Example of what can quickly happen when a campfire is not completely extinguished. Courtesy photo
- Unattended campfires are the leading human cause of wildfire
SANTA FE – The good news is that last weekend there were only four abandoned campfires on the Santa Fe National Forest, a significant decrease from the 41 discovered over the Memorial Day weekend.
The bad news is that two of the four escaped the fire ring and could have kicked off a wildfire if they had not been found in time and extinguished.
As conditions on the forest get warmer and drier, please remember that unattended campfires are the leading human cause of wildfire. And thank you to the majority of the visiting public who understand the importance of taking responsibility for their campfire.
- Follow campfire safety procedures to prevent wildfire and ensure public safety:
- Bring a shovel and plenty of water to make sure you can put your campfire completely out.
- Build campfires away from overhanging branches, steep slopes, rotten stumps, logs, dry grass and leaves.
- It’s always preferable to use an existing fire ring or a rock-ringed fire pit. Clear all flammable material at least five feet away from the fire in all directions.
- Don’t build a campfire on a windy day.
- Building and maintaining campfires should always be done under adult supervision.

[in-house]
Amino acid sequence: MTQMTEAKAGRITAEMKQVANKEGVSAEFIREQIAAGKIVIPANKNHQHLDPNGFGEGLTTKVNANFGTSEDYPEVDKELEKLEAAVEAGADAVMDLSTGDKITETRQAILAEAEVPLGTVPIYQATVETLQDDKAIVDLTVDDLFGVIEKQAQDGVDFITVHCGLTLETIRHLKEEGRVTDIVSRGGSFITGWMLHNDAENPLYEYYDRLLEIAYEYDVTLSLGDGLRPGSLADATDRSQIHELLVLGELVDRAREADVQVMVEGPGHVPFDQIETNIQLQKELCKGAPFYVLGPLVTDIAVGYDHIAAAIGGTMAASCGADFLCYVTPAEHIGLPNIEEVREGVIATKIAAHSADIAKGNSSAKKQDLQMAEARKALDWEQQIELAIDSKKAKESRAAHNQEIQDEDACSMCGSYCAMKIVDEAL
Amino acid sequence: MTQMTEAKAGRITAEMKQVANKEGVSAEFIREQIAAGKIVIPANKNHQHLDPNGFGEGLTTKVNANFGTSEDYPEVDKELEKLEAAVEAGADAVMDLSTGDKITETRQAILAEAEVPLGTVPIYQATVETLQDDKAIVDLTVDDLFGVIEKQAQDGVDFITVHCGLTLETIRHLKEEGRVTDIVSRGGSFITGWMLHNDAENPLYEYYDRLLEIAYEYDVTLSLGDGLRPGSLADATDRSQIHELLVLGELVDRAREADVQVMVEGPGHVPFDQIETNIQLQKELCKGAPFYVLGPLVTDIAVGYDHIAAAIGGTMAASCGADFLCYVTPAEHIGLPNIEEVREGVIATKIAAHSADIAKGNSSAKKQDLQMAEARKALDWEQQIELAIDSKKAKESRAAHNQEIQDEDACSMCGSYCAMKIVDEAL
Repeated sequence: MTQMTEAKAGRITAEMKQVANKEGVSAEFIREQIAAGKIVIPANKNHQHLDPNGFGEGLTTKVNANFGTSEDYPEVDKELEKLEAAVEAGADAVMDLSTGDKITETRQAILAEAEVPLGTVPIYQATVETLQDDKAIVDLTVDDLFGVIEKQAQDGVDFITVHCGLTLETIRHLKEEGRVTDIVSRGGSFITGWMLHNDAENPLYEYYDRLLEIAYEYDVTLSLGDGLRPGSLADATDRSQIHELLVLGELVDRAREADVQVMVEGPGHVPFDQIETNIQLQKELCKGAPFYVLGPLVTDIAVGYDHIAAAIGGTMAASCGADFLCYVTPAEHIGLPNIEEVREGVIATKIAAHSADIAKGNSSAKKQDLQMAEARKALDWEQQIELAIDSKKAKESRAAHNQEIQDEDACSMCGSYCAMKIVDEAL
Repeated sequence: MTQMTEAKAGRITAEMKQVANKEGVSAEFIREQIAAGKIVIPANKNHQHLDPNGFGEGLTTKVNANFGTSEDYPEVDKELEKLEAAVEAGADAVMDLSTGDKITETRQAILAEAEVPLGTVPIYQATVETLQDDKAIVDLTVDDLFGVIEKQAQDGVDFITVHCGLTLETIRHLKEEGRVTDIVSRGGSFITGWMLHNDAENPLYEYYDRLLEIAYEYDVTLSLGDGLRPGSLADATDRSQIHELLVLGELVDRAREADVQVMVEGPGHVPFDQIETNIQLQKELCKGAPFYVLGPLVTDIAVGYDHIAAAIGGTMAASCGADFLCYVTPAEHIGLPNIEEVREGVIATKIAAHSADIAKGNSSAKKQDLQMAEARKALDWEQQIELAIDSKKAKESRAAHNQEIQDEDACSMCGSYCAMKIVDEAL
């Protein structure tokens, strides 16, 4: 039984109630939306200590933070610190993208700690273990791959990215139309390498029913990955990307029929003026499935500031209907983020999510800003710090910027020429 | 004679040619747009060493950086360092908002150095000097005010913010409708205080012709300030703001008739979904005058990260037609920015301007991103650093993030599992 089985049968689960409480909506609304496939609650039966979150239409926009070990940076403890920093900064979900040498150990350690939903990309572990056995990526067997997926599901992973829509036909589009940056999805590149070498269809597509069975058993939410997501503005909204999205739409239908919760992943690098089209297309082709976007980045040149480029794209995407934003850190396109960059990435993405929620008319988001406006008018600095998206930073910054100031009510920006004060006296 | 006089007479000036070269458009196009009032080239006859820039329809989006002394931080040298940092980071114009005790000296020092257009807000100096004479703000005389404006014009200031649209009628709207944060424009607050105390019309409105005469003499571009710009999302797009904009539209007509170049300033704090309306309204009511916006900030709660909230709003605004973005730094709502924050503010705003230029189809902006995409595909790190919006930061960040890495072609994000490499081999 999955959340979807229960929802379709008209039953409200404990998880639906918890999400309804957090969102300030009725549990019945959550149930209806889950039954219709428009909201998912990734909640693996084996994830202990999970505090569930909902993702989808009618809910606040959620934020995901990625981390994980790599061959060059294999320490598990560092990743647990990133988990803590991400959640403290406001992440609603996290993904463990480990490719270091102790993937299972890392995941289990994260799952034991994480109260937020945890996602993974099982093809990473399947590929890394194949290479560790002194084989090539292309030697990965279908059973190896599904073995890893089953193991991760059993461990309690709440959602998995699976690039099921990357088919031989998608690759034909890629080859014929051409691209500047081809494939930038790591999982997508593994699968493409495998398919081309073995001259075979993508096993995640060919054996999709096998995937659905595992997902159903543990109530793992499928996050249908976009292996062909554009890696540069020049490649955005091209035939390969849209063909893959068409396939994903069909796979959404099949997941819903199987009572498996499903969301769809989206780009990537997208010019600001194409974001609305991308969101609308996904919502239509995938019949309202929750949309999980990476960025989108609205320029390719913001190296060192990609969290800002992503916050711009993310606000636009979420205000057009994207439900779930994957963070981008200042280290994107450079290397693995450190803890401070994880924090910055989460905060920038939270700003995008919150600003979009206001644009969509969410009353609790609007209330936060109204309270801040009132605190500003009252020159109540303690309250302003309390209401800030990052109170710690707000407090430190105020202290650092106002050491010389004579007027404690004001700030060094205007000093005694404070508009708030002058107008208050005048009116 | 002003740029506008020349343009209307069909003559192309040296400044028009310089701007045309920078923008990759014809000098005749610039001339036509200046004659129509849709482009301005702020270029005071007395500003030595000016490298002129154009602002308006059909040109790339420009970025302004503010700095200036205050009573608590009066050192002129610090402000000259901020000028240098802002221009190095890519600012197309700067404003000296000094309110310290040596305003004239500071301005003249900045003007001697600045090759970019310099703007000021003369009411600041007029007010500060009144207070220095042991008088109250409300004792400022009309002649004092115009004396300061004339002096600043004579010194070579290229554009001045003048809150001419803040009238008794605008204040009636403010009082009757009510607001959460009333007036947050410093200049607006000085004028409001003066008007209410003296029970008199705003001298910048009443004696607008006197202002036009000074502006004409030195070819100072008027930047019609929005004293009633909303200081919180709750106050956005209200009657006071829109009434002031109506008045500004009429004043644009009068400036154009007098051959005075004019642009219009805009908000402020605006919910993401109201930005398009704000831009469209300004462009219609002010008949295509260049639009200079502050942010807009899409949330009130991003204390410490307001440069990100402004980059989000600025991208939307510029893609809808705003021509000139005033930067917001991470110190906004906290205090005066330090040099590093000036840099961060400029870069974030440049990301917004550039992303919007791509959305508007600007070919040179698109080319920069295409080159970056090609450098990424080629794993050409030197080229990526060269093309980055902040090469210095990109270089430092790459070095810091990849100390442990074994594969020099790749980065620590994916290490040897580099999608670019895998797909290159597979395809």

- Never leave a campfire unattended, even for a few minutes.
- Use dry wood no bigger than the fire ring or pit.
- Extinguish your campfire before you call it a night and crawl into your sleeping bag.
- To completely extinguish a campfire, pour water on the embers until the hissing and steaming stops. Then use the shovel to mix dirt and water with the ashes until what remains of your fire is cold to the touch of a bare hand.
- Don’t cover the ashes with rocks to extinguish your fire. Rocks can hold heat and create a funnel for air to reignite the coals.
- Don’t head for home until you are sure your campfire is DEAD OUT … If it’s too hot to touch, it’s too hot to leave.
- If you discover an unattended fire, use 911 to report it and do what you can to put it out. Report suspicious smoke.
NOTE: Violators of regulations that prohibit abandoning a campfire are subject to a fine and/or imprisonment. If the abandoned campfire causes a wildfire, violators can also be held responsible for fire suppression costs.